A Run With Andrew Peterson and Friends

Laurel told me something about wearing exercise clothes making you want to exercise, so I bought the uniform of the runner — leggings — and it sort of works. Once I put them on, I feel like I’ve made the commitment to run.

This morning I really didn’t want to run — and when I say “run”, I mean “walk-run”, with more walking than running at this point in my 5K run app.

So, I didn’t want to run, but I had on the leggings and my father was still sleeping and Mary was downstairs in case he got up anyway and I had no other excuses. I headed out the door and down the hill.

About 5 minutes in, I heard a *ka-pling* from my phone, so I checked to see if I was supposed to start running, but it was a message from a friend. I barely had time to see her name when I heard the *ding* signaling time to run. I shoved my phone back in my pocket, and began running and praying for her.

Lord, I don’t know what’s going on with my friend

Meanwhile, in the background of my run, Andrew Peterson was singing, “Keep to the old roads, keep to the old roads, and you’ll find your way…”

I focused on a distant tree, telling myself I could run that far. It’s a thing I do because I really hate running – set a short-term goal.

*ding* — I could walk again. I pulled out my phone and read her note. “We are very lost and hurt…”

“Keep to the old roads,” sang Andrew. He was on the last chorus.

Lord, help her to remember the old roads. Help her find her way.

I know that lost feeling, when it seems everything is wrong and wasted. I thought of another friend who recently lost her home in a fire and the heavy ache she must feel, sifting through ashes. I’ve gotten those heart-wrenching phone calls and driven to far emergency rooms. I sat with my mother through her last breaths.

*ding* — Time to run again. I picked a barn to run to. Andrew was singing “Dancing in the Minefields.”

“This is harder than we dreamed…” Indeed, it is. Marriage, parenting, life.

It all is so hard and no one warns us about that.

Or they do, and we don’t believe it because we have stars in our eyes and hope in our hearts. But the stars are replaced with the pollution of life, stinging our eyes. And the hope in our hearts withers like an unwatered plant.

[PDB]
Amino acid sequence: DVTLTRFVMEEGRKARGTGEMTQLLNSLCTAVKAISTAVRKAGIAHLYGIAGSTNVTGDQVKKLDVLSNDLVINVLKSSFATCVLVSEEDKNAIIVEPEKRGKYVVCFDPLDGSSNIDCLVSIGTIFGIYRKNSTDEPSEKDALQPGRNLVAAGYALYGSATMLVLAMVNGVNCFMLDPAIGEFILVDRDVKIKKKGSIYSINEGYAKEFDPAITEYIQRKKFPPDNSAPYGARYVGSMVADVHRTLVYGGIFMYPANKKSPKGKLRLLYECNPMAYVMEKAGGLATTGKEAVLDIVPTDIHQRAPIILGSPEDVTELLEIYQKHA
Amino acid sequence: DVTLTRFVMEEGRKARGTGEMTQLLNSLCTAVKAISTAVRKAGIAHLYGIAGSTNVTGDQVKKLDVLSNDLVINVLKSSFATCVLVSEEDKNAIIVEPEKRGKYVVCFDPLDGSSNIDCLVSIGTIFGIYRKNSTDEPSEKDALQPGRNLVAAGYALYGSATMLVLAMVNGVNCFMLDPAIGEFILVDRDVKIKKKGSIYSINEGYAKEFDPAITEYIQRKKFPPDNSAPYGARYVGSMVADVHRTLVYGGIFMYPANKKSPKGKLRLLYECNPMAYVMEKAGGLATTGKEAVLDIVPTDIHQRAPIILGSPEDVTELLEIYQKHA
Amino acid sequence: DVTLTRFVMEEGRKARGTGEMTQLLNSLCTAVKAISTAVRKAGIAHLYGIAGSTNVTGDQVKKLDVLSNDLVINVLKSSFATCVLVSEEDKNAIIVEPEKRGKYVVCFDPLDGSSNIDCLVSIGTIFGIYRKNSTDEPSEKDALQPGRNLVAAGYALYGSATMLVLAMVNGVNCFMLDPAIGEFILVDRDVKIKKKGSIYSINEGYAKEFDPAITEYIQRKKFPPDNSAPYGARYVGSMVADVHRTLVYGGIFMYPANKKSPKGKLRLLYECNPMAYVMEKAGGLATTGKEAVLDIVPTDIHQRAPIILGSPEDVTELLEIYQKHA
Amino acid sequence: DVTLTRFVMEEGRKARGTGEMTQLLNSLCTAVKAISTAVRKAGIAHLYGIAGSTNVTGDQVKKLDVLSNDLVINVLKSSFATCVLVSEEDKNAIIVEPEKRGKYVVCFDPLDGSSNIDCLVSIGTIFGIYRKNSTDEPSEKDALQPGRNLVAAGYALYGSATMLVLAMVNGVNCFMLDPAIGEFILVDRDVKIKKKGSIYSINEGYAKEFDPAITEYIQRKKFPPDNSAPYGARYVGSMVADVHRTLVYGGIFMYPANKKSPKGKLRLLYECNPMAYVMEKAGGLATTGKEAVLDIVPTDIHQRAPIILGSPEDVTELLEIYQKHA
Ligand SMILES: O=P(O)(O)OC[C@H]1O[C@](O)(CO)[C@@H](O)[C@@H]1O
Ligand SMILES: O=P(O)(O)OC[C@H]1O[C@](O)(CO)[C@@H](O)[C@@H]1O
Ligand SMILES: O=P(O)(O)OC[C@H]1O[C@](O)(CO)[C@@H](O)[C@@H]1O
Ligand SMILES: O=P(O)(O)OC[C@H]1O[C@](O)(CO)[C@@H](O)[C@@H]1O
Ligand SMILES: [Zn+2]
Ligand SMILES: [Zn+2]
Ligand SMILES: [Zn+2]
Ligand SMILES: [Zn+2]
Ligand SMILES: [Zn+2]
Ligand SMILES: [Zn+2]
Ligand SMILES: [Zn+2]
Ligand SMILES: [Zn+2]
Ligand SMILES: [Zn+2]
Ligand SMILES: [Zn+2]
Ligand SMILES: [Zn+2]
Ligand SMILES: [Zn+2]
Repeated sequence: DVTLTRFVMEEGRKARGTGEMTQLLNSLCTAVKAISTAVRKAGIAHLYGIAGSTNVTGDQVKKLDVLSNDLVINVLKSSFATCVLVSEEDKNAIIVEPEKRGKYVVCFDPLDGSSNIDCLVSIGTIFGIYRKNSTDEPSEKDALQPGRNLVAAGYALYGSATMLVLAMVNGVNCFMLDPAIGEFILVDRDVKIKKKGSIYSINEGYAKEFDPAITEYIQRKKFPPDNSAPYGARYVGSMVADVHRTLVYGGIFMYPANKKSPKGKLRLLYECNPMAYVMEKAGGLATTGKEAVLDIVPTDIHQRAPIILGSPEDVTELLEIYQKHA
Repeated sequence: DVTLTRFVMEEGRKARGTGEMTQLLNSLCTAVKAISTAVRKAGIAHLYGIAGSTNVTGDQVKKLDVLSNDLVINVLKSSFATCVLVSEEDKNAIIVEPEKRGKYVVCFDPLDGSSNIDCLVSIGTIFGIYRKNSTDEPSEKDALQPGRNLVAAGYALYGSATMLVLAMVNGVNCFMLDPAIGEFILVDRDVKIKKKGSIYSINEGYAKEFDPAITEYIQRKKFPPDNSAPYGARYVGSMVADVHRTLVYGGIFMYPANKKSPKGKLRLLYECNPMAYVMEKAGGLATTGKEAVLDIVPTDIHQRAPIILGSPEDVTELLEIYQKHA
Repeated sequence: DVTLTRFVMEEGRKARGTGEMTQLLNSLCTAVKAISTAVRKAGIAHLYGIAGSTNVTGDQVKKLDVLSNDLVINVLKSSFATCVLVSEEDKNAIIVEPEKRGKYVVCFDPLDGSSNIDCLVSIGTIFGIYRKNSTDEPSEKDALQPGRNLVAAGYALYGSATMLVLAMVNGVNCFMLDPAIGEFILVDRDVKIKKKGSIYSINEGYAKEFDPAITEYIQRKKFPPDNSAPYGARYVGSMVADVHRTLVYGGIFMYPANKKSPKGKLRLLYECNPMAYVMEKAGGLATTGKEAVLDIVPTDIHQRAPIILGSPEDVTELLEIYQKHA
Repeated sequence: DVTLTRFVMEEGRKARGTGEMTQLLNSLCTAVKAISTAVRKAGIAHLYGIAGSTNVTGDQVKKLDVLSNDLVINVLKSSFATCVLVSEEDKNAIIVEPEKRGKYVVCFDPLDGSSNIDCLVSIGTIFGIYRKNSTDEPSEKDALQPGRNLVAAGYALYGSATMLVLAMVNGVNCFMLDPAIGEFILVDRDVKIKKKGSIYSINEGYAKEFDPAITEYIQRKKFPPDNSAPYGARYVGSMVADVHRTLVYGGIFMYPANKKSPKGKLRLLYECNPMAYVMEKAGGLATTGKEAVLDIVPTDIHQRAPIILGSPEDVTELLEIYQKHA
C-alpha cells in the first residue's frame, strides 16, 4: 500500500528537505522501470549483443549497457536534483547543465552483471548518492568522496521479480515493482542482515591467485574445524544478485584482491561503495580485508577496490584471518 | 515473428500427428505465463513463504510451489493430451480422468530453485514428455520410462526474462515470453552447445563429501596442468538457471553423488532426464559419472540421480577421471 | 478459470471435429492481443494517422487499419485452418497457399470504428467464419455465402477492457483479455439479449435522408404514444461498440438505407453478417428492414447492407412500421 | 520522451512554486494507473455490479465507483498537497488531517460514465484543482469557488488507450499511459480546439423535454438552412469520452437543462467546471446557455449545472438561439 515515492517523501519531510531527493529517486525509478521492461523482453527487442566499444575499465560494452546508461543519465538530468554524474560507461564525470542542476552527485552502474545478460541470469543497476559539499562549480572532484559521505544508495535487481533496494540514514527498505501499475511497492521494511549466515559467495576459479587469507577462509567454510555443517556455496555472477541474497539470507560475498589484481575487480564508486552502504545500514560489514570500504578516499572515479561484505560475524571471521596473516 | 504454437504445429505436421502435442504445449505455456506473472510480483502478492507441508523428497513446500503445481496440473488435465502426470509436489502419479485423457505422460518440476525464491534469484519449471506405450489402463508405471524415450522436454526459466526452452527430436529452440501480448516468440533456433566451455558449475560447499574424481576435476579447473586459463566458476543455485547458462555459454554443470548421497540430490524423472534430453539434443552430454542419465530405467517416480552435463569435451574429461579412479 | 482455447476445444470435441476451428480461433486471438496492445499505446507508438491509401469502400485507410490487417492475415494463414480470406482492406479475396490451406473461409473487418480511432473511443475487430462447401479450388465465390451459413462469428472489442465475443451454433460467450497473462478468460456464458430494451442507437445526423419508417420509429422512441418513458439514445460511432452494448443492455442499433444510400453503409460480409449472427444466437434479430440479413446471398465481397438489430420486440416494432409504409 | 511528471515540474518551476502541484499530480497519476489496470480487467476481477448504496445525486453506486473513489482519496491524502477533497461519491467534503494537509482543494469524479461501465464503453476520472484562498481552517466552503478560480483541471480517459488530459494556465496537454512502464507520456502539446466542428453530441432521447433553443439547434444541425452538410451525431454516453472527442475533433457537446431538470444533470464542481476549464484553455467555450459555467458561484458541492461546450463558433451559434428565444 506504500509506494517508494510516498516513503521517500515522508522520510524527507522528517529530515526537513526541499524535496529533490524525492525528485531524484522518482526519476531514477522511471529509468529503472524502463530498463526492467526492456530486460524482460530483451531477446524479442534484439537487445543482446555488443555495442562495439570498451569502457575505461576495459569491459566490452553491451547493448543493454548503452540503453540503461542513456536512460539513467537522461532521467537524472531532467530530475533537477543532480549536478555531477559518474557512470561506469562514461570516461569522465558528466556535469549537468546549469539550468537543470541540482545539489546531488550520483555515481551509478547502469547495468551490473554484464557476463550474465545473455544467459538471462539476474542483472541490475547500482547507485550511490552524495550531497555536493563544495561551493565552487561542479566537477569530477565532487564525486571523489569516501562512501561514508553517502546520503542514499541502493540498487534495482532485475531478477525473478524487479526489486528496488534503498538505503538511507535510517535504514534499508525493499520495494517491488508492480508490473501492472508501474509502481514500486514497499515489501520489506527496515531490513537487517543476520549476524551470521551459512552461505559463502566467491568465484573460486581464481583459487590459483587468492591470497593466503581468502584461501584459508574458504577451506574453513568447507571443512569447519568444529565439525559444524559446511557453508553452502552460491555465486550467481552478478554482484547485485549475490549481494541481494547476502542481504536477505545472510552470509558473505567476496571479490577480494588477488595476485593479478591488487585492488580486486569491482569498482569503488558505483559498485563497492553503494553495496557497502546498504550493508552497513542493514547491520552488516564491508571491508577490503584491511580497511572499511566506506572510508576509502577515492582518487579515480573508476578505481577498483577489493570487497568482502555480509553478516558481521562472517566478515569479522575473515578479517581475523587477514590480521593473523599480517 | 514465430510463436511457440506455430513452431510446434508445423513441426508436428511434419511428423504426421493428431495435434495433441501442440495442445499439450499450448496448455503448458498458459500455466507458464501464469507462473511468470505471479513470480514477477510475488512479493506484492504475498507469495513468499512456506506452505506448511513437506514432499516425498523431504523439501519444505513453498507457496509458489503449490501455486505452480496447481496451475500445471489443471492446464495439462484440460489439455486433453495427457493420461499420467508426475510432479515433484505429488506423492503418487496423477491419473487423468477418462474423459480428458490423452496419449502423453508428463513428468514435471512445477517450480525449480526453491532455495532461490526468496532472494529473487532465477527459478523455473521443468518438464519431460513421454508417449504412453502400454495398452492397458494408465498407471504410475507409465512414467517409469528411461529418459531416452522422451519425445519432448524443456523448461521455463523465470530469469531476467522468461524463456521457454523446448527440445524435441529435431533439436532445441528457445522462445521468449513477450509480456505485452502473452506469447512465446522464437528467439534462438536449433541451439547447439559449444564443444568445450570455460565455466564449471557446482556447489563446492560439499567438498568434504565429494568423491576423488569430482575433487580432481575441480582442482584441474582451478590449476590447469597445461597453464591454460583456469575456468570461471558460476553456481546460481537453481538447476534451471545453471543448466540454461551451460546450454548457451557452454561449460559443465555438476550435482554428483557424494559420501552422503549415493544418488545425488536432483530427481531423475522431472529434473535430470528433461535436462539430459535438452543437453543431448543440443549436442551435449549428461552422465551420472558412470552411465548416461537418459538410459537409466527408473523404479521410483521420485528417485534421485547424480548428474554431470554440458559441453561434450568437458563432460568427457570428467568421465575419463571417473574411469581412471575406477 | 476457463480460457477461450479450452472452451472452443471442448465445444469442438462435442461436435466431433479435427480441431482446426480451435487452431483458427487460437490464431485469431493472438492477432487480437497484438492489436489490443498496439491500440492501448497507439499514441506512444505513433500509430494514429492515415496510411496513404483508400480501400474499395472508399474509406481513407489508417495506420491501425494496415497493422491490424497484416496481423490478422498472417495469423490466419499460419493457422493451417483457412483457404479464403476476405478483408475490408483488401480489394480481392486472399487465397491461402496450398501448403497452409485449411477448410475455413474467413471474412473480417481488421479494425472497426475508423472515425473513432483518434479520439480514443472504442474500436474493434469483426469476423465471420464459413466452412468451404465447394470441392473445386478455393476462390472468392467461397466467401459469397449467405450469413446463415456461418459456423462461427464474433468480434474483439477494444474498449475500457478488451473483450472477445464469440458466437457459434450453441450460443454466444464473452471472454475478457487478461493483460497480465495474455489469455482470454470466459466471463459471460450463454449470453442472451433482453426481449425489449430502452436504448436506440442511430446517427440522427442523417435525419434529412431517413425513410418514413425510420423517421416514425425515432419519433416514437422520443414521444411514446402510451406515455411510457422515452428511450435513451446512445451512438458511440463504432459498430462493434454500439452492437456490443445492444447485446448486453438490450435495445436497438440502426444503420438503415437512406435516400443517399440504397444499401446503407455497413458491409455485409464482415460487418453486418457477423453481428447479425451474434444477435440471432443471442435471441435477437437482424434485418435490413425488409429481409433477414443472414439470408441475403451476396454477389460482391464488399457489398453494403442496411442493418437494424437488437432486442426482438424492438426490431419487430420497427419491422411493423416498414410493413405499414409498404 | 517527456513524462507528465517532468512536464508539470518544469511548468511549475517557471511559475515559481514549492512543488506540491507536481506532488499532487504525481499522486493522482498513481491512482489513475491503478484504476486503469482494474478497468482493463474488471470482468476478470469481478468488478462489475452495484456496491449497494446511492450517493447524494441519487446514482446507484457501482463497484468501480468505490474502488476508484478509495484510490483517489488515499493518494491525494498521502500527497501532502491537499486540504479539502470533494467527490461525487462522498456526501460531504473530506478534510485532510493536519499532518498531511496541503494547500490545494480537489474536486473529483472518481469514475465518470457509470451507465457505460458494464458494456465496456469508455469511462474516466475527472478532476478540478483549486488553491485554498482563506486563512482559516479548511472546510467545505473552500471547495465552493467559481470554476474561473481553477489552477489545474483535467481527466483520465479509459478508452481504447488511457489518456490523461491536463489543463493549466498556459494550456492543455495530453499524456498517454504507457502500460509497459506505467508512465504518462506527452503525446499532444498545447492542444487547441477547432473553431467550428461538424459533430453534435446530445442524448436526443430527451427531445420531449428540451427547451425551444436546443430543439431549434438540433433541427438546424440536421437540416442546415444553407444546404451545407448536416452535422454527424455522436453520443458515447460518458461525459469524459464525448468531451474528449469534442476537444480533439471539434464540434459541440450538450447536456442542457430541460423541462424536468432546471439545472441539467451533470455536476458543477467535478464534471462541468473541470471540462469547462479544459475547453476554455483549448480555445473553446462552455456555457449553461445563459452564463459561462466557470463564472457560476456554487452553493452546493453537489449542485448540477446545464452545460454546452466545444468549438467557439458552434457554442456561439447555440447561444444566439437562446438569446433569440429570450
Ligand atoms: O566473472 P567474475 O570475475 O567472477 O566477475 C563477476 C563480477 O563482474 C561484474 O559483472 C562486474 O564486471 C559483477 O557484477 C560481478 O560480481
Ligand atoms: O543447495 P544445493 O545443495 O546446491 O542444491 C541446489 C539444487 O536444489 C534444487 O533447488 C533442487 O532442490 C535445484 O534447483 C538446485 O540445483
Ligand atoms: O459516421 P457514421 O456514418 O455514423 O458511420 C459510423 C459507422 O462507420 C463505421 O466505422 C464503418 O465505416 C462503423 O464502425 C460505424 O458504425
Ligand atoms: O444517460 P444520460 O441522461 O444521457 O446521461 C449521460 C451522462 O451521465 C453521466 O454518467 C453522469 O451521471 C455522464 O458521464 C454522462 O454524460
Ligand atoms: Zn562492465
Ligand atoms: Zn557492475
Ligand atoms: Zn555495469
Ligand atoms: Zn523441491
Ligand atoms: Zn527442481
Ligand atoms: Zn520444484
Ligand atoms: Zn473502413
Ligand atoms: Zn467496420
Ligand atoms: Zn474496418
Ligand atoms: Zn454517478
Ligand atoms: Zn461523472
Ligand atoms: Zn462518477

Lord, walk with her in these shadowlands.

And so my walk-run went.

Andrew sang, “So when my body’s weak and the day is long, When I feel my faith is all but gone, I’ll remember when I sing this song, that I believe….”

And I prayed.

Andrew sang, “Isn’t it love?”

And I prayed.

The last bit of my run-walk is miserable, absolutely miserable. I start off going downhill which means I finish going up.

I thought about a comment Jonathan Rogers had recently made when someone praised him for being an encouragement.  He said something like, “I’m like the cross-country coach who pulls alongside in the golf cart, takes a drag of his cigarette, and tells you to keep going.”

I thought about a new friend who wished me Bon Courage and explained that it’s not about bravery, but strength and resolve.

I thought about my friend who is lost and struggling, and that we’re all like the guy in the golf-cart, smoking our cigarettes and encouraging from our comfort, while we really don’t understand the pounding on the pavement pain of the runner in that moment, and that we need strength and resolve, and to be able to set our sights on reachable goals.

We also need to remember the ultimate goal — that running with endurance the race that is set before us. We have a cloud of witnesses — not riding golf-carts. We need to focus on Christ for our strength and resolve, our bon courage.

And so I prayed for my friend as I finished that final hill.

 

 

Vulture

V is for Vulture.

We’re getting to the end of this alphabet challenge and I’m starting to feel punchy. I thought about posting my picture taken at Laity Lodge of a turkey vulture and then accompanying it with vulture jokes.

But when I started looking up vulture jokes, they all sounded so familiar. It’s not that we sit around telling vulture jokes here, so I wondered if I had already written about them. Sure enough, yes, I had, in “Vultures (and a box full of Buechner).” If you’re interested in vulture jokes, you’ll have to go there.

I had forgotten that post because, at the time I wrote it, I was in a fog of grief regarding my brother’s death. There are a lot of things I don’t remember from that period.

But Frederick Buechner now occupies a significant chunk of shelf space and I like that.

The other day Andrew Peterson, my original inspiration for a vulture post this go-round, posted a picture of a t-shirt that said “Beek-ner“. The photo was captioned, “A gift from the Buechner Institute at King University. Educating non-Buechner fans one t-shirt at a time.”

Although, really, vultures have nothing to do with Andrew Peterson or Frederick Buechner.

I’m sure you’re scratching your head over this nonsense.

Welcome to my world — a jumble of thoughts and weird associations that I am forever picking through to try to make sense of things.

So back to vultures. And Laity Lodge.